The aim of this document is to outline our approach to Safeguarding at Cranleigh Rugby Football Club (CRFC). It should be read and understood by all club officials, coaches and members who deal with children and vulnerable adults. To report any safeguarding issues, Please email James Moore at email@example.com or call 07717 450292
The Key Principles of the RFU Safeguarding Policy are that:
Beyond the child’s developmental capability, as well as overprotection and limitation of exploration and learning, or preventing them from participating in normal social interaction. It may involve a child seeing or hearing the ill-treatment of another as well as serious bullying (including online bullying) causing children frequently to feel frightened or in danger, or the exploitation or corruption of children. Some level of emotional abuse is involved in all types of maltreatment of a child, though it may
also occur alone.
Examples of emotional abuse in sport include subjecting children to constant criticism, name-calling, and sarcasm or bullying. It could also include their regular exclusion from an activity, such as unjustified non-selection for a team, failing to rotate squad positions or more subtle actions such as staring at or ignoring a child. Putting players under consistent pressure to perform to unrealistically high standards is also a form of emotional abuse.
Neglect is the persistent failure to meet a child’s basic physical and/or psychological needs, likely to result in the serious impairment of their health or development. Neglect may involve a parent or carer failing to: provide adequate food, clothing and shelter (including exclusion from home or abandonment); protect a child from physical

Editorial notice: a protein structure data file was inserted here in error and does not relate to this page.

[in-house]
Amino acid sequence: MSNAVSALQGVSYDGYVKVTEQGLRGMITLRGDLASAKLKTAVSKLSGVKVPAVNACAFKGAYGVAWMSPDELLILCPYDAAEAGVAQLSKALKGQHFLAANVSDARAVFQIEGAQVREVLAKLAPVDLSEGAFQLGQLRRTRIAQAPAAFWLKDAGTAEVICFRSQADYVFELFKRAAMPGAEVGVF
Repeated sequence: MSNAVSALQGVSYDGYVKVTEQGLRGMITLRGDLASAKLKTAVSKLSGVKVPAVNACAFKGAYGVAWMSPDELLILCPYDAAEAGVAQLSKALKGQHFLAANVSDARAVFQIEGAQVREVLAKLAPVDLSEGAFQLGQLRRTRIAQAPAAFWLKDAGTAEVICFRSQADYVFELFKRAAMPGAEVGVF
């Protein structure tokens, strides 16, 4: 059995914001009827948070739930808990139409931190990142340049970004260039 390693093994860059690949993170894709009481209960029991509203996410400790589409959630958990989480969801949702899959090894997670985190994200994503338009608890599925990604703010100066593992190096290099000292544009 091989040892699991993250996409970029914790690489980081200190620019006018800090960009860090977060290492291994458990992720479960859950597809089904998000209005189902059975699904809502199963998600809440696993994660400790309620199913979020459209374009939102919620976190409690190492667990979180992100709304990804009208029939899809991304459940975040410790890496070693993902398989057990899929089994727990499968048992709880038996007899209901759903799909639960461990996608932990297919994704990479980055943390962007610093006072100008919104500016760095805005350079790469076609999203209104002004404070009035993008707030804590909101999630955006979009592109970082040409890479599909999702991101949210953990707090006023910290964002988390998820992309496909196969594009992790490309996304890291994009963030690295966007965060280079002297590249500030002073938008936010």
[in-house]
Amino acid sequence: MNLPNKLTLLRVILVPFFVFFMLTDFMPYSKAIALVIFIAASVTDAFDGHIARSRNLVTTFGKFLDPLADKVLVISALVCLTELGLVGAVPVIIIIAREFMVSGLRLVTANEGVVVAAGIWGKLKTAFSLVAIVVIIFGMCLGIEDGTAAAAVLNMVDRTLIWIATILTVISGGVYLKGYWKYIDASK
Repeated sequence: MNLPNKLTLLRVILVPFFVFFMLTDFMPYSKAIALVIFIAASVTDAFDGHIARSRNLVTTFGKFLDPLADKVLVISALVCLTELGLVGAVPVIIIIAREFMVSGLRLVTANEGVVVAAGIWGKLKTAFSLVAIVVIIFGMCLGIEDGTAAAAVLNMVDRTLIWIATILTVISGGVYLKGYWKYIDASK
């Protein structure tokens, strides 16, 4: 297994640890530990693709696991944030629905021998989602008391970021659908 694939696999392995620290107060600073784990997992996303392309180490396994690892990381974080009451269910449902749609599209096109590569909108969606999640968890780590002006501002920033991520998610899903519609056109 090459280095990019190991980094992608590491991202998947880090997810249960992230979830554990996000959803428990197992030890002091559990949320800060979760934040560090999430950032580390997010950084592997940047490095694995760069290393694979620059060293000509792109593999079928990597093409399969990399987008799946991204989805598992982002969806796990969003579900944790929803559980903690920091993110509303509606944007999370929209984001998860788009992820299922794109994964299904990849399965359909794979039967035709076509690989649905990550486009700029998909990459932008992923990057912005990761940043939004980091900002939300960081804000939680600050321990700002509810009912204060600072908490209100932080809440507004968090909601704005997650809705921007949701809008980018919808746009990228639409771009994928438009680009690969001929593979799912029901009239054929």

and emotional harm or danger; ensure adequate supervision (including the use of inadequate care- givers); or ensure access to appropriate medical
care or treatment. It may also include neglect of, or unresponsiveness to, a child’s basic emotional needs.
Examples of neglect in sport could include: not ensuring children are safe; exposing them to undue cold or heat or unsuitable weather conditions,
or exposing them to unnecessary risk of injury.
Bullying is often considered to be a fifth type of abuse but when it does occur it usually has elements of one or more of the four categories identified.
The bully can be a parent who pushes too hard,
a coach or manager with a ‘win at all costs’ attitude or another intimidating child. It should also be recognised that bullying can take place in the virtual world of social networking sites, emails or text messages (online bullying sometimes referred to as cyberbullying). Bullying is serious and must not be ignored and in common with all other forms of abuse the victim should be supported through what can be a traumatic experience.
Bullying will not just go away. Bullies can be very cunning and develop strategies to avoid it being seen by anyone but the victim.
Bullying takes many forms, but ultimately it is the perception of the victim that determines whether or not they are being bullied rather than the intention of the bully.
There are opportunities to bully at any rugby club or activity. It is the way that bullying concerns are dealt with which makes the difference between life being tolerable or becoming a misery for the victim.
Poor practice arises when the needs of children are not afforded the necessary priority, compromising their wellbeing. Poor practice can easily turn into abuse if it is not dealt with as soon as concerns are raised or reported. Clubs which allow poor practice to go unchallenged may find that their culture is one which allows abuse to exist and be accepted as the norm.